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  • Are You Creating a Successful Business?

    Tuesday, May 1, 2012

    An important part of a successful business is meaningful, regular communication with your banker. This dialog centers around a budget and first quarter review. Why, you ask? Let me share a quick analogy.

    Picture this . . . its summer vacation.  A family heads off to French Lick (after all, they are good Hoosiers and want to keep their money here in the state!) to enjoy all that vacation has to offer them once they arrive.  As they begin the trip they realize that their primary route is closed due to construction.   The family has no GPS, no paper map, and due to a dead iPhone, they can’t even rely on that technology.  Without any of those tools, they are unsure how to handle the numerous detours, and unforeseen circumstances.  Businesses are just like this family; issues arise that may change the planned course or destination. Without a good map or GPS (a budget and a plan), the business may become unsteady or lose focus on how to reach their destination (business goal).

    What is the business’ plan?  As one of my colleagues says, those who are living off the bottom line will continue to succeed, those that are living off the top line . . .  well, it isn’t as pretty.  So, what can a business person do?   Consider the following steps:

    1. Put a good annual plan into place.
    2. Know where you want the business to go and figure out the mile makers with which you will measure progress
    3. Determine the resources needed to accomplish this plan
    4. Communicate with your CPA, attorney, insurance agent and business banker - help them understand your desired outcome. 

    At the end of the first quarter you may be saying, “Chris, it’s too late, we already are three plus months into the year, we can’t do that now.”  Or maybe the statement is “we put our budget in place, we are one-fourth of the way through the year and we are ‘knocking it out of the park’ we don’t need to worry.”  My response to the first statement is this - it is NEVER too late to budget and plan.  My reaction to the second statement is, “Congratulations! Now, what else can you do to enjoy your trip and ensure you remain on course?”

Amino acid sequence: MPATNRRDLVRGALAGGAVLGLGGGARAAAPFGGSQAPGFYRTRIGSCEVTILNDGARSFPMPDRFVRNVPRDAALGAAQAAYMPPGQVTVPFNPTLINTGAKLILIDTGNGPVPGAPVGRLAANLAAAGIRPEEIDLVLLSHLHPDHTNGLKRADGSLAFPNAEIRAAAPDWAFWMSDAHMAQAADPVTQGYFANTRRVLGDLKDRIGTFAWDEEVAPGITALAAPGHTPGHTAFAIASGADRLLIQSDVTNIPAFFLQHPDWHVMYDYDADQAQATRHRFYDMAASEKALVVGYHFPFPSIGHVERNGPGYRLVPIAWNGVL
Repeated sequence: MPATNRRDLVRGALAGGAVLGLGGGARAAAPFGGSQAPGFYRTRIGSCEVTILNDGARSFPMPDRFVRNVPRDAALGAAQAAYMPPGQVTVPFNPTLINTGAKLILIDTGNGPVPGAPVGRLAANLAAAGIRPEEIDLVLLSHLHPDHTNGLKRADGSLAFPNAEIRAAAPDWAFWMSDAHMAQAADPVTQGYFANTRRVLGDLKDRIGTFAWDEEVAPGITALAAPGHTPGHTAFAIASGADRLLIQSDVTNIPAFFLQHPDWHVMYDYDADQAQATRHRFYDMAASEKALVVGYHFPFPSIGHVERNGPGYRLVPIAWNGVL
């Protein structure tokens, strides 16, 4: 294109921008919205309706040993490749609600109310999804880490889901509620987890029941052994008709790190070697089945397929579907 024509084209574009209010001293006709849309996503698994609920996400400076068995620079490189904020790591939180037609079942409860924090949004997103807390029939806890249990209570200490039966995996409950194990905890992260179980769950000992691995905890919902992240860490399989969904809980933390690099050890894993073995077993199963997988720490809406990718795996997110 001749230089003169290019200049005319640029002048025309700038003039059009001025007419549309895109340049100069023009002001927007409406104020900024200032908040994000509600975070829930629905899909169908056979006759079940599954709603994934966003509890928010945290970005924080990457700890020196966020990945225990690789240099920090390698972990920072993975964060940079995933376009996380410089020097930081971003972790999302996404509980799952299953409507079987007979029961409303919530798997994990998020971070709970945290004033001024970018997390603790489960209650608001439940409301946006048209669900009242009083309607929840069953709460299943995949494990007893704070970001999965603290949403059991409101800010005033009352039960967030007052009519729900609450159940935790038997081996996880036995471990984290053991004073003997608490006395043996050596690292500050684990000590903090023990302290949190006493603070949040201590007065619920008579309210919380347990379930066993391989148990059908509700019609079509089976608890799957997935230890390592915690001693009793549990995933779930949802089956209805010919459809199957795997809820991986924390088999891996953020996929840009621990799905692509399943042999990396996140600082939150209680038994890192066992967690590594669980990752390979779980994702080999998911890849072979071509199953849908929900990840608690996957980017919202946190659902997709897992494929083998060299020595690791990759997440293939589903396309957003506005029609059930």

It is never too late to plan your trip and it is never too late to plan for unforeseen circumstances.  Is your trip a bottom line or a top line trip?  If it is the latter, now is the time to consider changing direction and switch to a bottom line perspective.  And if you have questions, make sure that you include your banker in that discussion.  We want to help you live a better life and succeed, because when our clients do well, MutualBank succeeds too.

  • Businesses: I'm Talking To You!

    Monday, January 16, 2012

    New Year’s Resolutions... nope, I don’t subscribe to them.  I also don’t subscribe to fad diets (although there are times when I should), the latest fashions, or much else that seem to be the latest topics, trends, or crazes.  However, what I do believe is necessary and appropriate is to use the calendar as a good benchmark for various aspects of life.  Spring and Fall time changes are good reminders to change the batteries in the smoke detector.  Anniversaries are a good time to reflect and make a special effort to thank that special person for putting up with me.  Well you get the idea...

    And, this is the time of year that I encourage our lending team to get out and talk to our clients and vice-versa.  Businesses traditionally are ramping up for the year and looking forward.  They are thinking about meeting with their CPA.  They are looking at the year ahead and trying to determine what sales goals are for the year.  And it is at this time of the year that bankers should be taking the time to visit with their clients.  Here is a list of conversation topics that your banker needs to be having with you (who initiates the conversation is not as important as having it).

    • How do you (the business owner) think 2011 will end up and why? (Did revenue go up, down or sideways?  What kind of bottom line do you expect and why? )
    • What are your 2012 expectations – where do you see this year differing from last and why?
    • Major acquisitions of fixed assets (equipment, real estate) on the horizon?  What will that do for the company (does it make sense to invest hard earned money into something – will it make the company more efficient?)
    • Any other potential changes on the horizon (staffing, ownership buy outs, possible acquisition of additional lines of business)?
    • Expectations of what you (the business owner) want from your banker (number of meetings each year, communications channels, etc.)

    You should expect your banker to be of assistance, giving you good guidance and advice.  If the banker can’t understand your business, it is difficult for him/her to be able to help you.  Meet with your banker, make sure he/she “get it”, and open up those communication channels for both of you to succeed.  The bank doesn’t do well unless its clients do well, and businesses don’t do well unless their bank is by their side helping them achieve the goals and aspirations of their companies.

    Go ahead and start these conversations today!

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